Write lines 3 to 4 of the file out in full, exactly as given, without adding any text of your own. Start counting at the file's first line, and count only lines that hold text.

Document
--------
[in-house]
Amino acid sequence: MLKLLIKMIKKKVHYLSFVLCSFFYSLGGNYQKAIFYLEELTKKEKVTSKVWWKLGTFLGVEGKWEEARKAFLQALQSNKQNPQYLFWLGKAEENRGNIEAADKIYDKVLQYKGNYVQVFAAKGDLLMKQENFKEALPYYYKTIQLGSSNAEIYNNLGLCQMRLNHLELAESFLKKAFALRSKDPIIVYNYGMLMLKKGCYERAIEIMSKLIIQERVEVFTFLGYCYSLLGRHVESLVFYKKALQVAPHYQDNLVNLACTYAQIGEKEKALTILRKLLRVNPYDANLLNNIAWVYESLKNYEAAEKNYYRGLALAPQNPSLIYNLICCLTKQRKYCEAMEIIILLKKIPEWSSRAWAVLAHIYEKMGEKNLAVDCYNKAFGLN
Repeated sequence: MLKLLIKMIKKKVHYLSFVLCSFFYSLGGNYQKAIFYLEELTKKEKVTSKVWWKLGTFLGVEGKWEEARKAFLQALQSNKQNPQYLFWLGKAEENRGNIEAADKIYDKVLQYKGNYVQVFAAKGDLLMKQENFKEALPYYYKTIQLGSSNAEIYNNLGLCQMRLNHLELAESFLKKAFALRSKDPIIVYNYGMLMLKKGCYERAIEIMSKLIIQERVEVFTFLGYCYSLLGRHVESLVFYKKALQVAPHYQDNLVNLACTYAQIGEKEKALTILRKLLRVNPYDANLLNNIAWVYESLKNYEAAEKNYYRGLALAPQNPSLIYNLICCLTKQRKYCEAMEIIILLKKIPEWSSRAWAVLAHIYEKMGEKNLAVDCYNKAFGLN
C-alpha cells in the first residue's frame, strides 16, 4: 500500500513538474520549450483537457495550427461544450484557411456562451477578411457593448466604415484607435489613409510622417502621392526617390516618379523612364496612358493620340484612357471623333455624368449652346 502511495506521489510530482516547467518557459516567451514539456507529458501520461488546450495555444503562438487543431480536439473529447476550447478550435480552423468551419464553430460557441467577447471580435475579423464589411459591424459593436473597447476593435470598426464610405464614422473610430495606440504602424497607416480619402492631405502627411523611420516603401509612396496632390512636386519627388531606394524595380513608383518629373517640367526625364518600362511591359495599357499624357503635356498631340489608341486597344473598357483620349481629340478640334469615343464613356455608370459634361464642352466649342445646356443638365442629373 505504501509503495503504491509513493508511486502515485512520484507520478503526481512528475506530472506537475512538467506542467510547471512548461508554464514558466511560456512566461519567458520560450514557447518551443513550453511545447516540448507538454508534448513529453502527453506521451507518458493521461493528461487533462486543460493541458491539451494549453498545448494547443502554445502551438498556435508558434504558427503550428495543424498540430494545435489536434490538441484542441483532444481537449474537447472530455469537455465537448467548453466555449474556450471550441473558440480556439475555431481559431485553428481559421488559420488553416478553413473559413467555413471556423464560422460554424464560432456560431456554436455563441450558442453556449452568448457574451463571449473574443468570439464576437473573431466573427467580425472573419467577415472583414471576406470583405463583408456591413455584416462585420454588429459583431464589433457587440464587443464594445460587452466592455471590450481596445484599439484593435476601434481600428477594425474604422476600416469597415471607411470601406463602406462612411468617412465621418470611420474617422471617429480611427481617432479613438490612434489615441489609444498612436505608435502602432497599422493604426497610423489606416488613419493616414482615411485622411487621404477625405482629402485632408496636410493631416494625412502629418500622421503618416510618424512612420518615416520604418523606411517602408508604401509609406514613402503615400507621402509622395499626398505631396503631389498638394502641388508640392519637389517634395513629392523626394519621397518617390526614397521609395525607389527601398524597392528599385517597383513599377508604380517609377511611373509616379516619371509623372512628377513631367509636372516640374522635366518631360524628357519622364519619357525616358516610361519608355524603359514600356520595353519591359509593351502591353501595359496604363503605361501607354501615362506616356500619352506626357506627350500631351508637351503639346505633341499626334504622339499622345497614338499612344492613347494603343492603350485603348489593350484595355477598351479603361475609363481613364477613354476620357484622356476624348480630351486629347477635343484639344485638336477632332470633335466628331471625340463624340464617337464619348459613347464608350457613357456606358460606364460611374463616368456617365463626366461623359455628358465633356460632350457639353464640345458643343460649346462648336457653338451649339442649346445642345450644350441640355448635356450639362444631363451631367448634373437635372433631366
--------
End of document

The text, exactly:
Repeated sequence: MLKLLIKMIKKKVHYLSFVLCSFFYSLGGNYQKAIFYLEELTKKEKVTSKVWWKLGTFLGVEGKWEEARKAFLQALQSNKQNPQYLFWLGKAEENRGNIEAADKIYDKVLQYKGNYVQVFAAKGDLLMKQENFKEALPYYYKTIQLGSSNAEIYNNLGLCQMRLNHLELAESFLKKAFALRSKDPIIVYNYGMLMLKKGCYERAIEIMSKLIIQERVEVFTFLGYCYSLLGRHVESLVFYKKALQVAPHYQDNLVNLACTYAQIGEKEKALTILRKLLRVNPYDANLLNNIAWVYESLKNYEAAEKNYYRGLALAPQNPSLIYNLICCLTKQRKYCEAMEIIILLKKIPEWSSRAWAVLAHIYEKMGEKNLAVDCYNKAFGLN
C-alpha cells in the first residue's frame, strides 16, 4: 500500500513538474520549450483537457495550427461544450484557411456562451477578411457593448466604415484607435489613409510622417502621392526617390516618379523612364496612358493620340484612357471623333455624368449652346 502511495506521489510530482516547467518557459516567451514539456507529458501520461488546450495555444503562438487543431480536439473529447476550447478550435480552423468551419464553430460557441467577447471580435475579423464589411459591424459593436473597447476593435470598426464610405464614422473610430495606440504602424497607416480619402492631405502627411523611420516603401509612396496632390512636386519627388531606394524595380513608383518629373517640367526625364518600362511591359495599357499624357503635356498631340489608341486597344473598357483620349481629340478640334469615343464613356455608370459634361464642352466649342445646356443638365442629373 505504501509503495503504491509513493508511486502515485512520484507520478503526481512528475506530472506537475512538467506542467510547471512548461508554464514558466511560456512566461519567458520560450514557447518551443513550453511545447516540448507538454508534448513529453502527453506521451507518458493521461493528461487533462486543460493541458491539451494549453498545448494547443502554445502551438498556435508558434504558427503550428495543424498540430494545435489536434490538441484542441483532444481537449474537447472530455469537455465537448467548453466555449474556450471550441473558440480556439475555431481559431485553428481559421488559420488553416478553413473559413467555413471556423464560422460554424464560432456560431456554436455563441450558442453556449452568448457574451463571449473574443468570439464576437473573431466573427467580425472573419467577415472583414471576406470583405463583408456591413455584416462585420454588429459583431464589433457587440464587443464594445460587452466592455471590450481596445484599439484593435476601434481600428477594425474604422476600416469597415471607411470601406463602406462612411468617412465621418470611420474617422471617429480611427481617432479613438490612434489615441489609444498612436505608435502602432497599422493604426497610423489606416488613419493616414482615411485622411487621404477625405482629402485632408496636410493631416494625412502629418500622421503618416510618424512612420518615416520604418523606411517602408508604401509609406514613402503615400507621402509622395499626398505631396503631389498638394502641388508640392519637389517634395513629392523626394519621397518617390526614397521609395525607389527601398524597392528599385517597383513599377508604380517609377511611373509616379516619371509623372512628377513631367509636372516640374522635366518631360524628357519622364519619357525616358516610361519608355524603359514600356520595353519591359509593351502591353501595359496604363503605361501607354501615362506616356500619352506626357506627350500631351508637351503639346505633341499626334504622339499622345497614338499612344492613347494603343492603350485603348489593350484595355477598351479603361475609363481613364477613354476620357484622356476624348480630351486629347477635343484639344485638336477632332470633335466628331471625340463624340464617337464619348459613347464608350457613357456606358460606364460611374463616368456617365463626366461623359455628358465633356460632350457639353464640345458643343460649346462648336457653338451649339442649346445642345450644350441640355448635356450639362444631363451631367448634373437635372433631366